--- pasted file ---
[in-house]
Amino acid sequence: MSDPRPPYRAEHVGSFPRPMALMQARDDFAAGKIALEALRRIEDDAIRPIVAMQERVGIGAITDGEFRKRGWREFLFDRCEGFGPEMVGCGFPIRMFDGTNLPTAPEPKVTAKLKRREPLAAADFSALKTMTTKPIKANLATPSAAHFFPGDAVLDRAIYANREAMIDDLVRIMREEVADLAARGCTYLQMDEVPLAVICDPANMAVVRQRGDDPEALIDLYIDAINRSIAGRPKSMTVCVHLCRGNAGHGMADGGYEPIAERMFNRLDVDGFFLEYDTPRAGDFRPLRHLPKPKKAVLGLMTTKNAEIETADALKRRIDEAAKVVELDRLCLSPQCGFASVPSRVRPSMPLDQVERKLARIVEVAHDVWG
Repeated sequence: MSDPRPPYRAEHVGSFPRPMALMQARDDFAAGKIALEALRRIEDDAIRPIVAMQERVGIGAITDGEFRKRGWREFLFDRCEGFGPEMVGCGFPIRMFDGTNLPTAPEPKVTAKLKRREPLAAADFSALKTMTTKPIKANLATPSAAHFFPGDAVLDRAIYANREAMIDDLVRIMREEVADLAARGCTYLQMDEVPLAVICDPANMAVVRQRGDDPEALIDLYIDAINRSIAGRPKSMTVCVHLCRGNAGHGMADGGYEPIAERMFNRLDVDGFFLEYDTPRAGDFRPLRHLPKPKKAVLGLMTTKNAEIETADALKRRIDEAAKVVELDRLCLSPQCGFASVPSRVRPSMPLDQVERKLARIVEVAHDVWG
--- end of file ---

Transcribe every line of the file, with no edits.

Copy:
[in-house]
Amino acid sequence: MSDPRPPYRAEHVGSFPRPMALMQARDDFAAGKIALEALRRIEDDAIRPIVAMQERVGIGAITDGEFRKRGWREFLFDRCEGFGPEMVGCGFPIRMFDGTNLPTAPEPKVTAKLKRREPLAAADFSALKTMTTKPIKANLATPSAAHFFPGDAVLDRAIYANREAMIDDLVRIMREEVADLAARGCTYLQMDEVPLAVICDPANMAVVRQRGDDPEALIDLYIDAINRSIAGRPKSMTVCVHLCRGNAGHGMADGGYEPIAERMFNRLDVDGFFLEYDTPRAGDFRPLRHLPKPKKAVLGLMTTKNAEIETADALKRRIDEAAKVVELDRLCLSPQCGFASVPSRVRPSMPLDQVERKLARIVEVAHDVWG
Repeated sequence: MSDPRPPYRAEHVGSFPRPMALMQARDDFAAGKIALEALRRIEDDAIRPIVAMQERVGIGAITDGEFRKRGWREFLFDRCEGFGPEMVGCGFPIRMFDGTNLPTAPEPKVTAKLKRREPLAAADFSALKTMTTKPIKANLATPSAAHFFPGDAVLDRAIYANREAMIDDLVRIMREEVADLAARGCTYLQMDEVPLAVICDPANMAVVRQRGDDPEALIDLYIDAINRSIAGRPKSMTVCVHLCRGNAGHGMADGGYEPIAERMFNRLDVDGFFLEYDTPRAGDFRPLRHLPKPKKAVLGLMTTKNAEIETADALKRRIDEAAKVVELDRLCLSPQCGFASVPSRVRPSMPLDQVERKLARIVEVAHDVWG